A Sermon from All Saints’ Episcopal Church, Briarcliff Manor, NY
March 5, 2003
Ten blocks from the parish I served in Baltimore was another Episcopal Church. I used to drive past it every day on my way in to the office but I never really thought much about it. It was an old, historic church with an impressive stone façade but, like most places or things we see every day, it just sort of faded into the background. The church, striking as it was, never really grabbed my attention. Except on Ash Wednesday. Because on Ash Wednesday they would always put out a large sign advertising their service times. This is a fairly standard practice for churches. We even had one made for us this year, which you may have noticed on your way into the parking lot. And at first glance their sign was pretty ordinary. At the top, in big letters, it read “Ash Wednesday Services.” Then it listed the service times. But what always made me take notice of the sign were the two words at the bottom: “No imposition.” They were, of course, referring to the imposition of ashes. This was a congregation that took great pride in the simplicity and non-ceremonial nature of their worship. And they always held their Ash Wednesday services without ashes.
But as much as I couldn’t imagine Ash Wednesday without ashes, that’s not what struck me about the sign. What caused me to take notice was the whole idea of the beginning of Lent with “no imposition.” Because for me, that’s what Lent and the entire Christian faith is all about. It is an imposition. Christ demands certain things of us, like time and devotion and prayer and love. He imposes his will upon us, whether we like it or not and whether we recognize it or not. And so “imposition” is the whole point. The season of Lent gives us the perfect opportunity to reflect upon this greater imposition and reminds us of the responsibility we have to examine ourselves in the context of our faith.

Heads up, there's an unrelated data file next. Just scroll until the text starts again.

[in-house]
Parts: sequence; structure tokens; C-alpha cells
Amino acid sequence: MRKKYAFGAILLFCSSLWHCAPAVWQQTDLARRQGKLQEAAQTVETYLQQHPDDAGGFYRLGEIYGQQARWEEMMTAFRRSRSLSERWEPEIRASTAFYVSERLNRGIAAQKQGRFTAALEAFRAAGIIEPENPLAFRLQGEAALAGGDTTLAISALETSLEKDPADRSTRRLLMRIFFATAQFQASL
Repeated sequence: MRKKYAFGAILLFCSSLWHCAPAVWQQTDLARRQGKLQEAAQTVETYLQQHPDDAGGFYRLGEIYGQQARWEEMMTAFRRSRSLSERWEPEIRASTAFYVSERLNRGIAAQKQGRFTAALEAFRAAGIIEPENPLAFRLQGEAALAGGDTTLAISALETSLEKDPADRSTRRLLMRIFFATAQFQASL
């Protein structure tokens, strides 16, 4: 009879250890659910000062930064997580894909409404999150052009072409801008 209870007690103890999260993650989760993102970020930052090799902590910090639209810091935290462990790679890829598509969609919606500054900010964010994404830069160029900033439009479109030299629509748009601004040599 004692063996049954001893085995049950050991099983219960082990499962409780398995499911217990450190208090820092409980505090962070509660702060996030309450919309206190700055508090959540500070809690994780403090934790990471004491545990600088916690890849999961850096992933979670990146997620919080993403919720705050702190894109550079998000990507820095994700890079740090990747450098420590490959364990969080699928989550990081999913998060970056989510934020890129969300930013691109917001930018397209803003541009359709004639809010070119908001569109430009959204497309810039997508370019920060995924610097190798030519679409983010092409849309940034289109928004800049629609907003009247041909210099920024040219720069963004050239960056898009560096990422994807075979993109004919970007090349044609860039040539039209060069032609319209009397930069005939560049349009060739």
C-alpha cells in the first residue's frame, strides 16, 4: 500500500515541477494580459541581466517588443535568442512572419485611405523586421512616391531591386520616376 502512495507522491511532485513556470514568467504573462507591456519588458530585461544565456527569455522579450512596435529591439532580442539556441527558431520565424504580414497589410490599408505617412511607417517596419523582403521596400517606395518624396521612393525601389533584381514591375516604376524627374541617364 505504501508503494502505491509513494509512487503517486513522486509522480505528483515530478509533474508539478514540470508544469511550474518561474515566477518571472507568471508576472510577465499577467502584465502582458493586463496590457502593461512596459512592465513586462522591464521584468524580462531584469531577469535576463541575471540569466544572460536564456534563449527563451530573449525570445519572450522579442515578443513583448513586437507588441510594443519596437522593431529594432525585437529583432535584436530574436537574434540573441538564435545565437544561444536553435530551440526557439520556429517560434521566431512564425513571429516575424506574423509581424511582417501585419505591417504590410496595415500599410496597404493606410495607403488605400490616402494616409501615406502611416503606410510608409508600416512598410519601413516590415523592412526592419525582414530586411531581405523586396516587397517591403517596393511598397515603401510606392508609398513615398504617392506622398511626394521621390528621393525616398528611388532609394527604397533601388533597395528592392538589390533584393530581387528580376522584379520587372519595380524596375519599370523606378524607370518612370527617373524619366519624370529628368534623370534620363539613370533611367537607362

In Matthew’s gospel, Jesus warns against practicing our piety before others. He warns about hypocrisy in the faith. If we look into a mirror after Ash Wednesday services the outward symbol of the faith on our forehead is never a clearer. Our faith, in the form of a cross, is literally written on our foreheads. But at the same time, today’s liturgy reminds us that the inner sinfulness of our hearts has never been more evident. And the only way we can reconcile the outer symbol of faith with our inner sinfulness is to throw ourselves upon the mercy of God and take comfort in the incomprehensible power of God’s grace.
Let this season of Lent be a time to think actively about how you live out your faith in the world. It may be in the way you treat people at work or in the community. It may be in sharing something of your faith with a friend. But however it plays out, I bid you to be aware of the intersection of your faith with your daily life. When you leave this place you will literally be marked as Christ’s own. Let this be a symbol of the faith that you live out in your daily lives. And on this most holy day, let the ashes you are about to receive be a sign to you of Christ’s imposition upon your life. May God bless us as we prepare for the coming resurrection of Christ and may we accept the imposition of the Christian faith with joyful and expectant hearts.
© The Rev. Tim Schenck 2003